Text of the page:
It’s Sunday, the weekend’s winding down, and we’re smack dab in the middle of a three-day break. It’s moments like these that call for a deep breath. In other words: a deep dive into the grand scheme of things.
For starters, how bout a little local perspective. Note: I fully realize that this community spreads far outside the city of Toronto, but also considering how hardcore this community is, something tells me the following will be relatable no matter where you reside.
Now, it may seem trivial to some (mainly if your fandom is new), but as far as where the Raptors rank in Toronto’s sports scene, oh, it matters. Especially to those who have been around since the Raps suited up on the Sky Dome floor. And what’s the verdict, you ask? Well, this might be a good time to pour that Sunday morning cup of coffee.
Needless to say, it’s a conversation that has many layers. In the forefront, though (at least in my mind), is just how much this team’s spot in the city’s hierarchy has evolved. To paraphrase a line from the movie Steve Jobs: “Coach now arrives on the runway at the exact same time as first class.”
If you haven’t followed this squad since its inception, I’m referring to the shift in fandom from years past. Better yet, the historical precedence of the Raps playing third-fiddle to the Leafs and Jays has essentially become history in itself. I’ll never forget those Sky Dome glory days, though, even if in this case the definition of “glory” might be in the eye of the beholder.
As for the reasons behind the shift, here’s my personal list. Feel free to agree, disagree or add to the discussion with something I’ve overlooked. Like I eluded to before, this topic tends to take on a life of its own:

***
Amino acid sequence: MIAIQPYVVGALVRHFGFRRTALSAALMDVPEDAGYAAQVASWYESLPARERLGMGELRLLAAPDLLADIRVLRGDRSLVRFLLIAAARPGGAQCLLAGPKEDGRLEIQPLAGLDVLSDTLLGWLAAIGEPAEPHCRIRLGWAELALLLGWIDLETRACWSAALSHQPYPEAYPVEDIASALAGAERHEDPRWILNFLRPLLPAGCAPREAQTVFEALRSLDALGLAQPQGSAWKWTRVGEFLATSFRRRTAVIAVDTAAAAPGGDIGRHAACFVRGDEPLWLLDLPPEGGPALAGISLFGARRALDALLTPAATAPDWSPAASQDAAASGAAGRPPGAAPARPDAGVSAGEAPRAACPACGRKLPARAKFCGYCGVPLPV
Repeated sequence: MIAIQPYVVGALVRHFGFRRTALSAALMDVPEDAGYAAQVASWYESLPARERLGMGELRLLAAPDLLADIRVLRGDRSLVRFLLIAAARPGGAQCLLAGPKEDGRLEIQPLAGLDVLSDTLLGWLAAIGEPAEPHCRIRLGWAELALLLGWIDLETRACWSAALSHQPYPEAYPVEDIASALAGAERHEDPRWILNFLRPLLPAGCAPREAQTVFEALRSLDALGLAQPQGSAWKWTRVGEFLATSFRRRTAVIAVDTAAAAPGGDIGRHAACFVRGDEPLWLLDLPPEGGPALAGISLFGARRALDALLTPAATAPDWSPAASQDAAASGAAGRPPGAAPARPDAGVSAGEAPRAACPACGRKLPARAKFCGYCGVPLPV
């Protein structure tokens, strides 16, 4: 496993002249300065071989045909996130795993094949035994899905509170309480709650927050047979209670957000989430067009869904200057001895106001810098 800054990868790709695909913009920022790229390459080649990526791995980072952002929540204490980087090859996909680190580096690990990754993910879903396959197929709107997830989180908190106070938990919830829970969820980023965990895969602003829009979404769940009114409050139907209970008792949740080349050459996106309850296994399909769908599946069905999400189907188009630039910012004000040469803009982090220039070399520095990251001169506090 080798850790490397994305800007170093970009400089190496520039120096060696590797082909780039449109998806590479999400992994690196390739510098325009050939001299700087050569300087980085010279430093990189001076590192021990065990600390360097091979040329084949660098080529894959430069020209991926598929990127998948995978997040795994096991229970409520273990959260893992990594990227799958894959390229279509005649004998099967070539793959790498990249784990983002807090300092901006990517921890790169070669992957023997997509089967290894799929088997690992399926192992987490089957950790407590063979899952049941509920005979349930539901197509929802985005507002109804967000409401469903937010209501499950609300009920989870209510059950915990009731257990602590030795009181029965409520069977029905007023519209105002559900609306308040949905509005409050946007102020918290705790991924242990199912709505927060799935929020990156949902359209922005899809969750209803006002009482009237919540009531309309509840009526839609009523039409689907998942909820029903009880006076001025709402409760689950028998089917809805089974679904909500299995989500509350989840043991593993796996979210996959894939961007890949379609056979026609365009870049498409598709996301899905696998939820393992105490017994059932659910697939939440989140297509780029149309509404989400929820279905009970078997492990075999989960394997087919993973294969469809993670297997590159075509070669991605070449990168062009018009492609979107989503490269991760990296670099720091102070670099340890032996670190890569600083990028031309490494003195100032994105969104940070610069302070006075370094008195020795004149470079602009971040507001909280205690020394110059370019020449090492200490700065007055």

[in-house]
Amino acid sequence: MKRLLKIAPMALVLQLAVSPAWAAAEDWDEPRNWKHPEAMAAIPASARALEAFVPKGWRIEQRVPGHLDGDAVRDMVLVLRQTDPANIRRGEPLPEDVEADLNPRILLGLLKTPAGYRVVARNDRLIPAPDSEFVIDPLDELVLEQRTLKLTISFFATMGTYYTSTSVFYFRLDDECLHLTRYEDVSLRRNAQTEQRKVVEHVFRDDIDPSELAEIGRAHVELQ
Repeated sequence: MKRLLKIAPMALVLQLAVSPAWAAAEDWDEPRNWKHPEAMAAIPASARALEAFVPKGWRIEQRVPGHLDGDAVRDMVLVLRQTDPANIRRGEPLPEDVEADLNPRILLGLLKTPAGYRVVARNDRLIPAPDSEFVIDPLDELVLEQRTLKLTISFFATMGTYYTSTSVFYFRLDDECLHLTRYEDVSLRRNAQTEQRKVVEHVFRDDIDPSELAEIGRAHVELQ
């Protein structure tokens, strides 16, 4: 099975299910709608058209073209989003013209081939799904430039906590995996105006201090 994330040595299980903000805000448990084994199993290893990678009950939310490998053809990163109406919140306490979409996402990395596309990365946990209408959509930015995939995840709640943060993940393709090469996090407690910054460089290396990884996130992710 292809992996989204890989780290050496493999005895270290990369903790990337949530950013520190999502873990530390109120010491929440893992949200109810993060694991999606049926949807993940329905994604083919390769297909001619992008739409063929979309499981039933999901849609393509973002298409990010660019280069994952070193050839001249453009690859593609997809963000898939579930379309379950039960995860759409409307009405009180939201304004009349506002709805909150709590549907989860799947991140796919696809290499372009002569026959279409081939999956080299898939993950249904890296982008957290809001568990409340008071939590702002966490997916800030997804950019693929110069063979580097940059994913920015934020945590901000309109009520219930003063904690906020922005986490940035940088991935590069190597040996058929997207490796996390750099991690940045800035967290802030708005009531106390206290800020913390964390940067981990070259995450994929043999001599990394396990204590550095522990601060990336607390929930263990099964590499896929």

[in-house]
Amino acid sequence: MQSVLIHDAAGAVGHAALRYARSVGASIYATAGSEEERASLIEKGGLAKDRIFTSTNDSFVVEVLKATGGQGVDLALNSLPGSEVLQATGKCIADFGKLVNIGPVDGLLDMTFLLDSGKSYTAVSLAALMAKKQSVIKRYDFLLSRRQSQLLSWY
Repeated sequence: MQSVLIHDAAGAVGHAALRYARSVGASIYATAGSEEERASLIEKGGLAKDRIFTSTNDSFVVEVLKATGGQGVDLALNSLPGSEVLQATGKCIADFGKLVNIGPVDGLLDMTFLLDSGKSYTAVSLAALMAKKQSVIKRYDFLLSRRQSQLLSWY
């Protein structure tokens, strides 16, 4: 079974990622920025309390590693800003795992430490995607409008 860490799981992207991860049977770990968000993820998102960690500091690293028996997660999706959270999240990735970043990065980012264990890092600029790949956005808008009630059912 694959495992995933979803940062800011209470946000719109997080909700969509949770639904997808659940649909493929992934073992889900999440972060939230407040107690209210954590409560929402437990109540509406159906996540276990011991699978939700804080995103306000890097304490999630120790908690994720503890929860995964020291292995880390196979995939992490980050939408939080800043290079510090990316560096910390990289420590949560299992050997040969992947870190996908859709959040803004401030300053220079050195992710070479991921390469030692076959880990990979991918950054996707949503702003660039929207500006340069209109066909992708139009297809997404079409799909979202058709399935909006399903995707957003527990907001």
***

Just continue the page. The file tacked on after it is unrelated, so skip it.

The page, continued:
1. With the influx of the younger generation’s overwhelming level of enthusiasm, the Raps have soared to an even playing field. Just an FYI to cable companies: Those “rating shares” don’t exactly paint a proper picture these days. I mean, how many people are currently loading up their cord-cutting alternative as we speak?
2. Staying with the new generation (but it’s also a way of life that’s creeping into the older crowd as well), the fact that a single NBA game only takes up 2 hours and 30 minutes of a person’s time, fits right in with the way attention spans wants to consume it. For example, I wrote this article on a desktop but how many people are actually reading it on one? And while NBA Social Media is a highly entertaining force on its own (most of the time), it only makes sense that the shortest sport going has become part of pop culture’s elite.
3. The rise (slowly but surely) of Raptors 905. Not only has the D/G-League played an important role in grooming much of the Raps’ roster, it also offers something tangible fans can sink their teeth into when it comes to minor league affiliates — a face to the future, if you will. Sure, the Leafs have the Marlies to serve that purpose, but the birth of 905 couldn’t have come at a better time in order to capitalize on the Dino’s spiking popularity.
4. Last but certainly not least, the Raps took full advantage of becoming successful (even if luck played a part) when other options continued to scuffle. With the business side of all five Toronto teams currently booming at optimum levels, it’s easy to forget how the Raps were recently the only franchise keeping this city relevant in the sports world conversation. Alright, the Argos still need to rebuild their brand but winning the whole damn thing cuts them some slack.